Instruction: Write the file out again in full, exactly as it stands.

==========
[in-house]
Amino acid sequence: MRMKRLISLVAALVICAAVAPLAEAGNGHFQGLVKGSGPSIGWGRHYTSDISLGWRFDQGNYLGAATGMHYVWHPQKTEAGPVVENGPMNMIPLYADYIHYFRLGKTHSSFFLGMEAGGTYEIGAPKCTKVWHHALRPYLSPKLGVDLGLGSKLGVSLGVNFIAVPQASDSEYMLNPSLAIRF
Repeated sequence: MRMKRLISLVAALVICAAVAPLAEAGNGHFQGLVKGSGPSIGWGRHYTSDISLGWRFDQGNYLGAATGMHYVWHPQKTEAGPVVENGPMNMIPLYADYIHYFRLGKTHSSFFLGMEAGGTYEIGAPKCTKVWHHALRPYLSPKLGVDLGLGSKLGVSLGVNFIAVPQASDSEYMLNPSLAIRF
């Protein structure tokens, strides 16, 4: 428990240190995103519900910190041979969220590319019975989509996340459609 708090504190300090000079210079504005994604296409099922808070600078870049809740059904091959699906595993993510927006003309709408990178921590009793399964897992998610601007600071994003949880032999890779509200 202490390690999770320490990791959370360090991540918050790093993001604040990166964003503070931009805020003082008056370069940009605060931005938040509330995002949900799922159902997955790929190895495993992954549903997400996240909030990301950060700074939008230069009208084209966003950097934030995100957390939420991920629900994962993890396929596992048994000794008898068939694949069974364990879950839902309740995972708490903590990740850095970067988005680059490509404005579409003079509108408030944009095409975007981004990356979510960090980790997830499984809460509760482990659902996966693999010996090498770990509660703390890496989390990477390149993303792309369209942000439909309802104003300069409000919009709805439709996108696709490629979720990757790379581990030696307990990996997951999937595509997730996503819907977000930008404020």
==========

[in-house]
Amino acid sequence: MRMKRLISLVAALVICAAVAPLAEAGNGHFQGLVKGSGPSIGWGRHYTSDISLGWRFDQGNYLGAATGMHYVWHPQKTEAGPVVENGPMNMIPLYADYIHYFRLGKTHSSFFLGMEAGGTYEIGAPKCTKVWHHALRPYLSPKLGVDLGLGSKLGVSLGVNFIAVPQASDSEYMLNPSLAIRF
Repeated sequence: MRMKRLISLVAALVICAAVAPLAEAGNGHFQGLVKGSGPSIGWGRHYTSDISLGWRFDQGNYLGAATGMHYVWHPQKTEAGPVVENGPMNMIPLYADYIHYFRLGKTHSSFFLGMEAGGTYEIGAPKCTKVWHHALRPYLSPKLGVDLGLGSKLGVSLGVNFIAVPQASDSEYMLNPSLAIRF
């Protein structure tokens, strides 16, 4: 428990240190995103519900910190041979969220590319019975989509996340459609 708090504190300090000079210079504005994604296409099922808070600078870049809740059904091959699906595993993510927006003309709408990178921590009793399964897992998610601007600071994003949880032999890779509200 202490390690999770320490990791959370360090991540918050790093993001604040990166964003503070931009805020003082008056370069940009605060931005938040509330995002949900799922159902997955790929190895495993992954549903997400996240909030990301950060700074939008230069009208084209966003950097934030995100957390939420991920629900994962993890396929596992048994000794008898068939694949069974364990879950839902309740995972708490903590990740850095970067988005680059490509404005579409003079509108408030944009095409975007981004990356979510960090980790997830499984809460509760482990659902996966693999010996090498770990509660703390890496989390990477390149993303792309369209942000439909309802104003300069409000919009709805439709996108696709490629979720990757790379581990030696307990990996997951999937595509997730996503819907977000930008404020």